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Radiation Doses

Two basic systems
-Traditional and SI (international system)
Four basic types of measurements
1. Exposure
2. Absorbed dose
3. Equivalent dose
4. Effective dose

How much radiation am I getting?

It depends on:
Settings on x-ray machine, film type, collimator size, processing, etc.
Type of measurement made
-Skin dose
-Critical organ dose
-Effective dose


Air kerma (kinetic energy released in matter)
-Capacity of radiation to ionize air
-Measures kinetic energy transferred from photons to electrons, expressed in Grays (Gy), where 1 Gy = 1 joule/kg
-Replaced the roentgen (R) - traditional unit of exposure in air (but many dose meters still record R or mR)

Measuring Exposure

-Ionization chamber filled with air
-Exposed to x rays
-Converted to measurement of surface exposure

Absorbed Dose

Amount of radiation actually absorbed per unit mass
SI units
-Gray (Gy), where 1 Gy = 1 joule/kg
Traditional units
-Rad (radiation absorbed dose) (100 ergs/g)
-1 Gy = 100 rad, 1 rad = 0.01 Gy = 1 cGy
-1 mrad = 10µGy (frequently used conversion)

Measuring Absorbed Dose

-TLDs* inserted into special phantom
-Exposed to x rays
-Dose measured when TLDs "read out"
-Can be converted to effective dose

Equivalent Dose

Used to compare biologic effects of different types of radiation to a tissue or organ
-Sum of products of absorbed dose (DT) averaged over tissue and radiation weighting factor (WR)
-Weighting factor depends on type and energy of radiation (WR photons = 1; 5 keV neutrons = 5; alpha particles = 20)
-Allows for comparison of multiple types of radiation affecting same tissue or organ (e.g., background radiation)

Measuring Equivalent Dose

SI units
-Sievert (Sv)
-For diagnostic radiology, 1 Sv = 1 Gy
Traditional units
-Rem (roentgen-equivalent-man)
-1 Sv = 100 rem, 1 rem = 0.01 Sv = 1 cSv
-1 mrem = 10 µSv

Effective Dose

Most useful
Used to estimate risk in humans
-Sum of products of equivalent dose to each organ or tissue and tissue weighting factor

-Estimate of dose to whole body that has same risk as dose to localized area; makes comparisons between x-ray techniques easier

Measuring Effective Dose

SI units
-Sievert (Sv)
Traditional units
-1 Sv = 100 rem, 1 rem = 0.01 Sv
-10 µSv = 1 mrem

Typical Skin Doses

Skin dose
-Easy to measure
-Varies with film type, collimator, kVp
Typical skin doses
-D-speed: 300 mR
-E-speed: 150 mR
-F-speed: 120 mR
-Digital: 60 mR+
-Chest: 14 mR
-Lumbar spine: 290 mR

Skin Dose

Skin dose: easy to measure BUT
-Doesn't account for area and tissue exposed
-Panoramic is larger than bitewing but has lower skin dose due to use of intensifying screens in cassette
-Some tissues more sensitive to x rays than others
-Problem: just add up total number of films to determine overall risk? (Not all hit the same area)
-This is what we record on "green sheet" in patient's chart

Background Radiation

Natural radiation that we are exposed to every day
Varies with location, altitude (higher in mountains)
Average values for USA given below
Cosmic 0.27 mSv
Terrestrial 0.28 mSv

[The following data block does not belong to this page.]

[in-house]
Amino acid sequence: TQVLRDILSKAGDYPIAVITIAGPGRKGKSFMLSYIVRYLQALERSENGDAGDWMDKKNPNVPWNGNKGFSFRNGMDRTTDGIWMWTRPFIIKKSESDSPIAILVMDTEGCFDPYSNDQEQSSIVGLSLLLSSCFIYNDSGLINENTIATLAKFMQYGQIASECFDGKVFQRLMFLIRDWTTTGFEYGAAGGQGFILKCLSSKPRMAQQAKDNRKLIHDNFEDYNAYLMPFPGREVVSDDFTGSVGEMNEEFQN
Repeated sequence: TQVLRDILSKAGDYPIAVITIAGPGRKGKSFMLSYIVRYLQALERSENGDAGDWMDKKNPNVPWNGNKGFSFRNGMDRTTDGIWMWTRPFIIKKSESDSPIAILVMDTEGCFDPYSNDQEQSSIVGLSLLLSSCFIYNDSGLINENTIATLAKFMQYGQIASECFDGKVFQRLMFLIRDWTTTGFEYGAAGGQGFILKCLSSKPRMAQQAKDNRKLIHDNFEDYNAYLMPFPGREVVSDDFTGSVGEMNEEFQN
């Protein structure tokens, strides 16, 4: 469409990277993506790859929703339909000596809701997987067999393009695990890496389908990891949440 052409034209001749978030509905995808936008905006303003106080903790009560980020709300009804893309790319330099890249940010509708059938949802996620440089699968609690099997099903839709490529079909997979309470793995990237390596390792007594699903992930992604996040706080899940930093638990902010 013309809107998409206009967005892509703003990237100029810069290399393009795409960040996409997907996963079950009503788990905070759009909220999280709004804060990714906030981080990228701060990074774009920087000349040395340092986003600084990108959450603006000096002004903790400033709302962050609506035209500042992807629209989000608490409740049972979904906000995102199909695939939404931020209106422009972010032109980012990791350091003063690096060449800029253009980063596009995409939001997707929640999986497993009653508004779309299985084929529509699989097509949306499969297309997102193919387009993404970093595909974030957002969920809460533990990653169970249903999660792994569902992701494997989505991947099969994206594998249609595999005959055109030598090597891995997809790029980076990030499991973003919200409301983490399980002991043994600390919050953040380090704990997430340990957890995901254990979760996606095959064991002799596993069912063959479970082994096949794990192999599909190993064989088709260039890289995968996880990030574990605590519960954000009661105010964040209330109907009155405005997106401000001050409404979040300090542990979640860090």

Radon 2.00 mSv
Other 0.40 mSv

Rounded total 3.00 mSv/year (3000 µSv/yr) (~8 µSv/day)

Note: White & Pharoah, 6th ed, shows average world background doses. Doses in USA are higher due to higher radon levels.

Radiation Risk

About 1-11/million FMX
Depends on film type, collimation
Benefits to patients of needed radiographs far outweigh the risks
FMX=full mouth x-ray

ADA Guidelines

Child, adolescent, high risk: 6-12 months
Adult, high risk: 6-18 months
Child, low risk: 12-24 months
Adolescent, low risk: 18-36 months
Adult, low risk: 24-36 months

Patient Protection: Kilovoltage

-Low kVp x rays don't penetrate to film
-Minimum 60 kVp
-Most modern x-ray machines operate at 70 kVp or higher
Filtration of beam
-Required by law

Patient Protection: Collimation

Maximum 7 cm diameter with round cone
Long cone preferred over short cone (less spread of beam)
Pointed plastic cone NOT recommended and illegal in some states
Rectangular collimation preferred
Reduces area of exposure
Reduces patient radiation risk by 50-90%

NCRP Dose Limits: Occupational Limits

-Stochastic effects: 50 mSv annual, 10 mSv x age cumulative limit
-Deterministic effects: 150 mSv annual to lens of eye, 500 mSv annual to skin and extremities

NCRP Dose Limits: Nonoccupational Limits

-Stochastic: 5 mSv annual for infrequent exposure, 1 mSv annual for continuous exposure
-Deterministic: 50 mSv annual to lens of eye, skin, extremities
-Embryo-fetus: 0.5 mSv/month after pregnancy is known
-No dose limit for patient

Operator Protection

-Measuring radiation exposure
-Personnel badge: Wear only during work, not when a patient
-No one in the office should receive a dose even close to MPD


NOMAD (Aribex Corp) recently approved for use in Michigan
-Limited to situations where a standard x-ray machine is not feasible
-Can only use in restricted situations

Radiation protection: summary

High kVp
Rectangular collimator
Long cone
Film holder/beam guiding devices
F-speed film or digital
Leaded apron with thyroid collar
Proper processing

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